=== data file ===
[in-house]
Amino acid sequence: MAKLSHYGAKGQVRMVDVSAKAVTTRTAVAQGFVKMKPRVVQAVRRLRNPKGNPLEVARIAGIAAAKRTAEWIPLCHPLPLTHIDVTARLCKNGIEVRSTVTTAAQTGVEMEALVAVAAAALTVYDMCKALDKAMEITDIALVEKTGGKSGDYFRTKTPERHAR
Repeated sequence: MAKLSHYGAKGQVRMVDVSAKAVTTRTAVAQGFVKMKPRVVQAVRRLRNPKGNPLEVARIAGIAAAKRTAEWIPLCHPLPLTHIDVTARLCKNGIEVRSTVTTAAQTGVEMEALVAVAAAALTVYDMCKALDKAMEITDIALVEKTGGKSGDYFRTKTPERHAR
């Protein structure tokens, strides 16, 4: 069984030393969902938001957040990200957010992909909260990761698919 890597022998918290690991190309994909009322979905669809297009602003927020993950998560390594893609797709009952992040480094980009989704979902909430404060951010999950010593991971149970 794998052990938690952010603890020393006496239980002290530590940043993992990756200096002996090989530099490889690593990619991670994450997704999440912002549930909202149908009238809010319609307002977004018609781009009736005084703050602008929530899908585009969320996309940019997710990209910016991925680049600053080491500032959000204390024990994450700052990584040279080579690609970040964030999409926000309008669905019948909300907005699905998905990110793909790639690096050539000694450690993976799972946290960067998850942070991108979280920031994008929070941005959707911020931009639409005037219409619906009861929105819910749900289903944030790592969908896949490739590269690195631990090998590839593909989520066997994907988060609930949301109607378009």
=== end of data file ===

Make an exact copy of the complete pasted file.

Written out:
[in-house]
Amino acid sequence: MAKLSHYGAKGQVRMVDVSAKAVTTRTAVAQGFVKMKPRVVQAVRRLRNPKGNPLEVARIAGIAAAKRTAEWIPLCHPLPLTHIDVTARLCKNGIEVRSTVTTAAQTGVEMEALVAVAAAALTVYDMCKALDKAMEITDIALVEKTGGKSGDYFRTKTPERHAR
Repeated sequence: MAKLSHYGAKGQVRMVDVSAKAVTTRTAVAQGFVKMKPRVVQAVRRLRNPKGNPLEVARIAGIAAAKRTAEWIPLCHPLPLTHIDVTARLCKNGIEVRSTVTTAAQTGVEMEALVAVAAAALTVYDMCKALDKAMEITDIALVEKTGGKSGDYFRTKTPERHAR
């Protein structure tokens, strides 16, 4: 069984030393969902938001957040990200957010992909909260990761698919 890597022998918290690991190309994909009322979905669809297009602003927020993950998560390594893609797709009952992040480094980009989704979902909430404060951010999950010593991971149970 794998052990938690952010603890020393006496239980002290530590940043993992990756200096002996090989530099490889690593990619991670994450997704999440912002549930909202149908009238809010319609307002977004018609781009009736005084703050602008929530899908585009969320996309940019997710990209910016991925680049600053080491500032959000204390024990994450700052990584040279080579690609970040964030999409926000309008669905019948909300907005699905998905990110793909790639690096050539000694450690993976799972946290960067998850942070991108979280920031994008929070941005959707911020931009639409005037219409619906009861929105819910749900289903944030790592969908896949490739590269690195631990090998590839593909989520066997994907988060609930949301109607378009």